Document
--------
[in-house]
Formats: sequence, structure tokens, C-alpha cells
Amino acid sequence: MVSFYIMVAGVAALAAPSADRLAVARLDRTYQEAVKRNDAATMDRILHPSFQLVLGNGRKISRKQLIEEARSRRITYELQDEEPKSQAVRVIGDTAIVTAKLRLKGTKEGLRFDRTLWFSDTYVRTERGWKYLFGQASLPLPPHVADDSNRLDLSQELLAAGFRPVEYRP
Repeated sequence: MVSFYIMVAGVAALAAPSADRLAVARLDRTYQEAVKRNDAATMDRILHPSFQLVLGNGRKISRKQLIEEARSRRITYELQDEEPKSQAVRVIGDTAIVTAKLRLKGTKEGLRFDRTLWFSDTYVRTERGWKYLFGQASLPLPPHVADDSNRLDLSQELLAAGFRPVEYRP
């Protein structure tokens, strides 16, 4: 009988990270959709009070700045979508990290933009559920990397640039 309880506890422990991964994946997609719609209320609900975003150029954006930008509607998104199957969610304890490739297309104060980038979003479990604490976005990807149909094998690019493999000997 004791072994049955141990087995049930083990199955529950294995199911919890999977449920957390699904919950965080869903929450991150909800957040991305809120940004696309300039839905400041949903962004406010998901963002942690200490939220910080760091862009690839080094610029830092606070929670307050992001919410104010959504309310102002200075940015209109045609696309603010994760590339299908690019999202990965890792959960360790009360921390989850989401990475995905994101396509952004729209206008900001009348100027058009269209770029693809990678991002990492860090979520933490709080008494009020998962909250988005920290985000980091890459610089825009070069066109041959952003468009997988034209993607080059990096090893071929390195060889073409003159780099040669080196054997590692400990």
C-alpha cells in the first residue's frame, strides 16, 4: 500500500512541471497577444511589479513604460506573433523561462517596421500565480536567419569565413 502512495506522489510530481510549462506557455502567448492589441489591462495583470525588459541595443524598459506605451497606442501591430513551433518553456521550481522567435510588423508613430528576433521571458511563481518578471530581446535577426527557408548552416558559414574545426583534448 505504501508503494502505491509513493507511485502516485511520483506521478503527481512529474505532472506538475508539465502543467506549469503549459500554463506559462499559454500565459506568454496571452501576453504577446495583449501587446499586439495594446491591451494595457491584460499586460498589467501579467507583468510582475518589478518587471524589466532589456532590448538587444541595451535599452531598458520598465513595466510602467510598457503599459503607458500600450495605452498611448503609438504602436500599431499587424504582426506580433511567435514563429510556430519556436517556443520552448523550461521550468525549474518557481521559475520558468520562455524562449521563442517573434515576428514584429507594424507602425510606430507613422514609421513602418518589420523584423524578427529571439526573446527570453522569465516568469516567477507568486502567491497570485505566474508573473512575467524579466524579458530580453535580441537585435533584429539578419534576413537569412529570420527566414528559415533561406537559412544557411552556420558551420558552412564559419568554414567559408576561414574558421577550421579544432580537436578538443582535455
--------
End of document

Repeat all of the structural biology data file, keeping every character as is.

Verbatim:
[in-house]
Formats: sequence, structure tokens, C-alpha cells
Amino acid sequence: MVSFYIMVAGVAALAAPSADRLAVARLDRTYQEAVKRNDAATMDRILHPSFQLVLGNGRKISRKQLIEEARSRRITYELQDEEPKSQAVRVIGDTAIVTAKLRLKGTKEGLRFDRTLWFSDTYVRTERGWKYLFGQASLPLPPHVADDSNRLDLSQELLAAGFRPVEYRP
Repeated sequence: MVSFYIMVAGVAALAAPSADRLAVARLDRTYQEAVKRNDAATMDRILHPSFQLVLGNGRKISRKQLIEEARSRRITYELQDEEPKSQAVRVIGDTAIVTAKLRLKGTKEGLRFDRTLWFSDTYVRTERGWKYLFGQASLPLPPHVADDSNRLDLSQELLAAGFRPVEYRP
């Protein structure tokens, strides 16, 4: 009988990270959709009070700045979508990290933009559920990397640039 309880506890422990991964994946997609719609209320609900975003150029954006930008509607998104199957969610304890490739297309104060980038979003479990604490976005990807149909094998690019493999000997 004791072994049955141990087995049930083990199955529950294995199911919890999977449920957390699904919950965080869903929450991150909800957040991305809120940004696309300039839905400041949903962004406010998901963002942690200490939220910080760091862009690839080094610029830092606070929670307050992001919410104010959504309310102002200075940015209109045609696309603010994760590339299908690019999202990965890792959960360790009360921390989850989401990475995905994101396509952004729209206008900001009348100027058009269209770029693809990678991002990492860090979520933490709080008494009020998962909250988005920290985000980091890459610089825009070069066109041959952003468009997988034209993607080059990096090893071929390195060889073409003159780099040669080196054997590692400990």
C-alpha cells in the first residue's frame, strides 16, 4: 500500500512541471497577444511589479513604460506573433523561462517596421500565480536567419569565413 502512495506522489510530481510549462506557455502567448492589441489591462495583470525588459541595443524598459506605451497606442501591430513551433518553456521550481522567435510588423508613430528576433521571458511563481518578471530581446535577426527557408548552416558559414574545426583534448 505504501508503494502505491509513493507511485502516485511520483506521478503527481512529474505532472506538475508539465502543467506549469503549459500554463506559462499559454500565459506568454496571452501576453504577446495583449501587446499586439495594446491591451494595457491584460499586460498589467501579467507583468510582475518589478518587471524589466532589456532590448538587444541595451535599452531598458520598465513595466510602467510598457503599459503607458500600450495605452498611448503609438504602436500599431499587424504582426506580433511567435514563429510556430519556436517556443520552448523550461521550468525549474518557481521559475520558468520562455524562449521563442517573434515576428514584429507594424507602425510606430507613422514609421513602418518589420523584423524578427529571439526573446527570453522569465516568469516567477507568486502567491497570485505566474508573473512575467524579466524579458530580453535580441537585435533584429539578419534576413537569412529570420527566414528559415533561406537559412544557411552556420558551420558552412564559419568554414567559408576561414574558421577550421579544432580537436578538443582535455